+1. That's exactly how I use my 40L waterproof duffle and dollar for dollar it is the best luggage I have.
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post #10 of 24 (permalink) Old 02-11-2016, 09:29 AM Thread Starter
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[quote=fasteddiecopeman;1063345]I had a GiVi top-case (52L?) on my Bandit, but on the '09 I just added a rack (ktmduals) w/ an aluminum panel about 30" x 24" that I attach whenever I'm off on a long adventure, to carry the tent and sleeping bag. Saddlebags constantly on the bike.


I'm envious of those that have access to drill presses and other metal fabbing gear. Having moved from our big house a couple of years ago, I don't even have a vice. I do have vices, but none that hold anything.

Eddie, I need to talk to you about your color coordinations of your bags and paint color. Take care.
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post #11 of 24 (permalink) Old 02-11-2016, 11:13 AM
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Quote:
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...I'm envious of those that have access to drill presses and other metal fabbing gear. Having moved from our big house a couple of years ago, I don't even have a vice. I do have vices, but none that hold anything....
FWIW - I 'used' the aluminum shop's metal fabbing gear to cut and "break" the 30" x 24" bit - I just added the holes.

Quote:
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...Eddie, I need to talk to you about your color coordinations of your bags and paint color. Take care.
I WANT people to SEE me, so, for me, BRIGHT is good, and color-coordination sometimes interferes w/ visibility. BTW - those bags (bought 'em in '03 for my FIRST Alaska ride on the Bandit) finally died a couple of years back....

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post #12 of 24 (permalink) Old 02-12-2016, 03:44 AM
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I have an SW-Motech rack which I have adapter plates for different top box manufacturers plus an extension plate. If I am travelling with less that 20liters I will use my Kreiga US 20 bag. Above that I tend to use a top box (either SW-Motech 37 ltre, Hepco & Becker 25 liter or Hepco & Becker 45 litre). If I need more I seriously question why and would use side cases. I have found some difference in handling with the additional weight and am reluctant to go above 37 litre unless I weight what I am taking. The rack extension is useful for any strange items or other soft bags.
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post #13 of 24 (permalink) Old 02-12-2016, 01:18 PM Thread Starter
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Eddie, just giving you a little trouble on the colors. I feel the same way about being seen.

Adam, thanks for the comments on weight consideration.

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post #14 of 24 (permalink) Old 02-14-2016, 08:02 AM
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Ooh ooh. I'm jumping on the computer to show you what I did.

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post #15 of 24 (permalink) Old 02-14-2016, 08:14 AM
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On computer now.

$100 for a bag? $500 for a box? Pfft. I present to you a $5 medium duty tarp and a couple of $3 straps.

It holds my tent, sleeping bag, towel, air mattress and, of course, ground sheet.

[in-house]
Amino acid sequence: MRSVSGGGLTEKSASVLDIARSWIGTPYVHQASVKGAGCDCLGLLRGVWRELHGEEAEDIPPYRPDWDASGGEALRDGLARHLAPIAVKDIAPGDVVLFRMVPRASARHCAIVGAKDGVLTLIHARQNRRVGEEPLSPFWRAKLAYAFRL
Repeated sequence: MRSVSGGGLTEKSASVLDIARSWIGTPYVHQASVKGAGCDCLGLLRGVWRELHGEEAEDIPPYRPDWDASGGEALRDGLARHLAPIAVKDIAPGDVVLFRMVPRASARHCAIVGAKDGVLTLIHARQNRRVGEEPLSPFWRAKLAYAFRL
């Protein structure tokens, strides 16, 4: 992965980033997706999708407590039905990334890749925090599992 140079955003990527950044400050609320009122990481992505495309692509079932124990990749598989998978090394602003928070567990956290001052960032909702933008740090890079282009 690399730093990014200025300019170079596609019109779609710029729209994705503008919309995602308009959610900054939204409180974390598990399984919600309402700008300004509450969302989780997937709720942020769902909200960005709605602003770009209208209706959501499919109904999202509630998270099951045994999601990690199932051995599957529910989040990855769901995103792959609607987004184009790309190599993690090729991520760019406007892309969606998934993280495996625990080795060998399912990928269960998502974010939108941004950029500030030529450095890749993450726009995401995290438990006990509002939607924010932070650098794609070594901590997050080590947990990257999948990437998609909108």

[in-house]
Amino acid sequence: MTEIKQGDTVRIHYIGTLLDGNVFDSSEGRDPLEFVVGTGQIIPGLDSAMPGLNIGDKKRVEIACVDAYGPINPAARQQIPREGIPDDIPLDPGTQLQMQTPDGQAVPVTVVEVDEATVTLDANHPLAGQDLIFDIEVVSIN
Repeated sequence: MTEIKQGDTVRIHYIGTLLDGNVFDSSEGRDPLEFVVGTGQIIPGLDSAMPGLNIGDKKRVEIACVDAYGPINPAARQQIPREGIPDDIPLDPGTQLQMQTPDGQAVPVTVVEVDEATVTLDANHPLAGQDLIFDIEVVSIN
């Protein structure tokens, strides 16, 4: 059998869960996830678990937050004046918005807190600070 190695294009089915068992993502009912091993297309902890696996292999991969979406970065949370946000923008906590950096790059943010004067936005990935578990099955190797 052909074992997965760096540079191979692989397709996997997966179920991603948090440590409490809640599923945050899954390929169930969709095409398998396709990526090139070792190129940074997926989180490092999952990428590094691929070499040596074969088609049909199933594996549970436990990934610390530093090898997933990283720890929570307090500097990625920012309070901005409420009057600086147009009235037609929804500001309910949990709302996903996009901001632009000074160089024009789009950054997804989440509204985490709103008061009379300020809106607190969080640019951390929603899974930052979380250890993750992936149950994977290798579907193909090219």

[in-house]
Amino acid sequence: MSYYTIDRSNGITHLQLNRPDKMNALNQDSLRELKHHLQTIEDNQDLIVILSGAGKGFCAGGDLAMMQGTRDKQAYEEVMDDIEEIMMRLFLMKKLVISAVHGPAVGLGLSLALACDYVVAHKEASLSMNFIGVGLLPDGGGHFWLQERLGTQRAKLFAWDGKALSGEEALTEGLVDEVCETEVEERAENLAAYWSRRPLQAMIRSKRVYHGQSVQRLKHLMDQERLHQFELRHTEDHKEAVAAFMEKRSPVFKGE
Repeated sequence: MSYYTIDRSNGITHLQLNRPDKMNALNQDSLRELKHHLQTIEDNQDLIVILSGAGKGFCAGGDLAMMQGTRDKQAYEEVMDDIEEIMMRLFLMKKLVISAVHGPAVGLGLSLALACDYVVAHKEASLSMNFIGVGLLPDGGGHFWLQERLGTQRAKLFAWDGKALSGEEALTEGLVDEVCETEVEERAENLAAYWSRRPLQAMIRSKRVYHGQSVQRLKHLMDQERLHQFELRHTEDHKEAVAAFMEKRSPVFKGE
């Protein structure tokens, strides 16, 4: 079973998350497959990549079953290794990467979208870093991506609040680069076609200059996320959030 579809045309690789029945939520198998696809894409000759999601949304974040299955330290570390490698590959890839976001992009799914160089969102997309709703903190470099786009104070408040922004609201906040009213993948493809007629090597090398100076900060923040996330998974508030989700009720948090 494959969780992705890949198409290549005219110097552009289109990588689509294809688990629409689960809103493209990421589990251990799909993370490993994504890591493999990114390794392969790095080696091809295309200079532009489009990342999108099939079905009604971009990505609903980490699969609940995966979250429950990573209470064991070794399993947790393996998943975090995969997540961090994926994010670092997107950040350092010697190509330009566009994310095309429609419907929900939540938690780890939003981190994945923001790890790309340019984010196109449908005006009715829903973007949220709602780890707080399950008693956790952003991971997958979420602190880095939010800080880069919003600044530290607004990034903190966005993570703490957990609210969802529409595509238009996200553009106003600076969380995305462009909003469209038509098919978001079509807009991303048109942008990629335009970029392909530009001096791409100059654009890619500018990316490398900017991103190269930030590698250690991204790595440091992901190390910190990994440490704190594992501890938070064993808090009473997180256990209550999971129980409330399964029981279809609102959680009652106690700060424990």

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post #16 of 24 (permalink) Old 02-14-2016, 08:57 AM
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When I travel, I use a tank bag for cash, ID, sunglasses.

The right saddlebag (safer to access at the side of the road) contains my tools and rain gear.

Left saddlebag contains toiletries, daily change of base layer (undershirt, socks, underwear packed in large ziplock bags - one for each day of the trip, depending on how hygienic I want to be) and footwear (sandals, runners or whatever).

I throw clothing and a sleeping bag in one or two dry sacks that are strapped to the back. In the past, I have strapped a reflective vest overtop just to make myself a bit more noticeable at night.

Walmart has some dry sacks that run around $15CAD. Believe it or not, they actually work very well and are pretty durable for the money...
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post #17 of 24 (permalink) Old 02-14-2016, 09:23 AM Thread Starter
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$100 for a bag? $500 for a box? Pfft. I present to you a $5 medium duty tarp and a couple of $3 straps.

It holds my tent, sleeping bag, towel, air mattress and, of course, ground sheet.



Mr. Broken Duko, that's a great setup. If the weather is right, it looks like you can just unroll this without ever setting up the tent and climb in the bag for a good nights sleep.

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post #18 of 24 (permalink) Old 02-14-2016, 09:25 AM Thread Starter
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Great suggestion. I am amazed at the price gouging for some of the name brand bags and such. Like your suggestions on packing priority and locations. thx

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post #19 of 24 (permalink) Old 02-18-2016, 07:35 AM
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if you wanted to go a little lighter weight, more tare resistant, and more waterproof than the tarp then try a sheet of tyvek.
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post #20 of 24 (permalink) Old 02-18-2016, 09:50 AM
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It holds my tent, sleeping bag, towel, air mattress and, of course, ground sheet.


might work fine for paved roads, but dusty/muddy roads would be a problem. i've frequently seen road conditions where all the gear is covered in dust and mud, and while it's one thing to deal with a muddy bag, it's a different level of inconvenience to roll things up in a dusty/muddy tarp.